Tokyo 2020 sports director Koji Murofushi says he "very much respects" the decision of the International Weightlifting Federation (IWF) to ban Bulgaria from competing at Rio 2016 following a string of doping offences.
The IWF announced the decision on the eve of the 2015 World Weightlifting Championships, which concluded here yesterday, and confirmed it was due to multiple doping cases during the qualification period for next year’s Olympic Games.
In August, 11 Bulgarian weightlifters were banned from competing at this year’s World Championships after the Court of Arbitration for Sport (CAS) upheld punishments imposed by the IWF.
It came after eight male and three female weightlifters tested positive for the banned anabolic steroid stanozolol at a training camp for the European Championships in Georgia’s capital Tbilisi.
Asen Muradov, Ferdi Nazif, Vladimir Urumov, Stoyan Enev and Deyan Minchev, as well as female athletes Nadezhda-Mey Tuy Nguen, and Maya Ivanova, were suspended for nine months.
Meanwhile, former European champions Demir Demirev, Ivan Markov and Ivaylo Filev and female weightlifter Milka Maneva were banned for 18 months as they were already suspended for doping.
Speaking to insidethegames here, Athens 2004 Olympic gold medal-winning hammer thrower Murofushi said he believes the right sanction was imposed.
"When I hear these stories, I feel very sad," said the Japanese.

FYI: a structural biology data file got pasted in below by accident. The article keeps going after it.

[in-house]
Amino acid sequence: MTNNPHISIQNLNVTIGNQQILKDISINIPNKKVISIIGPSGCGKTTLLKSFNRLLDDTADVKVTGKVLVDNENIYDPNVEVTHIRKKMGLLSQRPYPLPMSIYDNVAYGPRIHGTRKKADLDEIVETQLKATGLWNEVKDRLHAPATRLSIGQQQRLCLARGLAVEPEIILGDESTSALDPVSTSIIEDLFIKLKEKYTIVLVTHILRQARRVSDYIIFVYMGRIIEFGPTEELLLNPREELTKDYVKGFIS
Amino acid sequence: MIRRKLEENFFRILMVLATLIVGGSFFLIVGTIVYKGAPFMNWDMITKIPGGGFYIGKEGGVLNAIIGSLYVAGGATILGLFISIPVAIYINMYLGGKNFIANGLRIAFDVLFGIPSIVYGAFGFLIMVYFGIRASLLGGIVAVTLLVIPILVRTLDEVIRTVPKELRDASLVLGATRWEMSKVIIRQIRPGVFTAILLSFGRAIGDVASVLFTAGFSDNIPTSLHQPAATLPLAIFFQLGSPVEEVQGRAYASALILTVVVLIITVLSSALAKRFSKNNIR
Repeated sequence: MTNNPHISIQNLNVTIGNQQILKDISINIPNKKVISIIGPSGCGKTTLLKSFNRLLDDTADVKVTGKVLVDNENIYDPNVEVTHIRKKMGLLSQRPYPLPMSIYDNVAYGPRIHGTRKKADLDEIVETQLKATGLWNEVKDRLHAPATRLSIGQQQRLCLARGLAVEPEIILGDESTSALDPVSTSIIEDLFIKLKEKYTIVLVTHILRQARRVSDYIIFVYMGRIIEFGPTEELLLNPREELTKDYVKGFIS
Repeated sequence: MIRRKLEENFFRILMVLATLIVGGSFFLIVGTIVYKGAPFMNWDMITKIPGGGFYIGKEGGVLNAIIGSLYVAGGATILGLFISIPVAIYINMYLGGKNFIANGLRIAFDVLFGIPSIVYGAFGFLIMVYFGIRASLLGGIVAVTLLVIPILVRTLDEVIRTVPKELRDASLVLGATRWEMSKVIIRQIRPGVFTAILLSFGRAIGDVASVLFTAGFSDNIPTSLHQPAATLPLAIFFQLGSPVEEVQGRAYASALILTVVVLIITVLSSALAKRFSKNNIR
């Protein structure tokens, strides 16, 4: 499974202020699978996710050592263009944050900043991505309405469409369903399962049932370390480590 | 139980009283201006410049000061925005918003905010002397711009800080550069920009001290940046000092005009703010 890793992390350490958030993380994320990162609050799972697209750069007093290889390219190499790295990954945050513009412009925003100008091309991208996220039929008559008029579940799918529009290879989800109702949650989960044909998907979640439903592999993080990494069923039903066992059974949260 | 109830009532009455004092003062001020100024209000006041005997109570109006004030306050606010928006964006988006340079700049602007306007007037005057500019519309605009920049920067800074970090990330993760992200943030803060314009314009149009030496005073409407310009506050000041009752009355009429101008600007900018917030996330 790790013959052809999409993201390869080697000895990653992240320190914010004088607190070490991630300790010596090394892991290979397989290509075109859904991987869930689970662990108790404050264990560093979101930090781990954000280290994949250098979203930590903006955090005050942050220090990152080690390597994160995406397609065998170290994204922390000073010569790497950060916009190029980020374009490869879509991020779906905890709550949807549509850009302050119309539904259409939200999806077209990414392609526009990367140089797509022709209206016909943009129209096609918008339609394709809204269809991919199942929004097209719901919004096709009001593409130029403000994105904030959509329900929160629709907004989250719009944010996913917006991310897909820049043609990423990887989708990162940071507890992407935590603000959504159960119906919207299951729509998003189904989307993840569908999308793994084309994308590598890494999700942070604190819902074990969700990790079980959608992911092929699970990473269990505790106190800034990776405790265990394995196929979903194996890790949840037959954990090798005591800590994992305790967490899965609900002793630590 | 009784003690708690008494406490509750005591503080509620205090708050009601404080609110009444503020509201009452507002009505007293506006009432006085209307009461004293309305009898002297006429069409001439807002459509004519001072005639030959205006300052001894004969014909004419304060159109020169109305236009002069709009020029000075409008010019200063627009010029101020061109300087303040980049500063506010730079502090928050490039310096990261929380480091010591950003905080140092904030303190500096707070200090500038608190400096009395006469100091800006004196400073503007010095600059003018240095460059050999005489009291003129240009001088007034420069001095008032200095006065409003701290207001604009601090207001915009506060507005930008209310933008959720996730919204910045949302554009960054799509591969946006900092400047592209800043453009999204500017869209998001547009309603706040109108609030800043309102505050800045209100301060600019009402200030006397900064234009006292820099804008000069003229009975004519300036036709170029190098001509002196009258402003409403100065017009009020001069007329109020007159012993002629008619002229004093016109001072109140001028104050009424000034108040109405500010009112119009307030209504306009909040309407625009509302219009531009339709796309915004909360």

"I feel angry about it for clean athletes.
"I very much respect the move of the International Weightlifting Federation.
"It must be very painful but they’re trying to protect the clean athletes."
Murofushi is here to hold discussions with the IWF as part of his current role as Tokyo 2020 sports director.
Weightlifting at the 2020 Olympics is scheduled to be held at the 5,000 capacity Tokyo International Forum in the heart of the host city.
Murofushi likened the venue to the Scottish Exhibition and Conference Centre, which staged weightlifting at the Glasgow 2014 Commonwealth Games.
"It’s the same kind of theatre style venue so we really need to get advice from the International Weightlifting Federation to make it as good as possible for a successful competition at the Games," said the 41-year-old.
Murofushi is currently hoping to make it third time lucky and be elected onto the International Olympic Committee (IOC) Athletes' Commission.
He stood unsuccessfully in 2008 before initially topping the ballot conducted during the London 2012 Games four years later.
However, he was then disqualified by the IOC soon after for breaching strict rules governing campaigning during the election, after he allegedly gave gifts, put up posters and campaigned in the athletes' dining hall.
The full list of athletes standing this time around is not due to be announced until they have been confirmed by the IOC Executive Board, so not before the next meeting in Lausanne scheduled for December 8 to 10.
And although Murofushi is coy on his chances this time round, he insists that helping towards a successful Olympics in his home country is his "number one goal".
"I’m really into that and to do that there’s a lot of jobs," said the London 2012 bronze medallist.
"It’s not an easy job, especially after the Rio Olympics.
"It’s going to be very, very difficult but of course, you’ve got so much fun.
"I really want to focus on any situation.
"That’s my number one important job and my dream."
November 2015: Exclusive: Bulgarian weightlifters banned from Rio 2016 after 11 test positive
October 2015: Murofushi targeting Athletes' Commission membership once again as IOC recruitment drive begins
October 2015: Mike Rowbottom: Murofushi the visionary hammer thrower now engaged in widening his Olympic circles for Tokyo 2020
October 2014: Murofushi aims to widen Olympic legacy of Tokyo 2020 to older generations and disaster-hit communities
June 2014: Olympic champion Murofushi officially appointed sports director of Tokyo 2020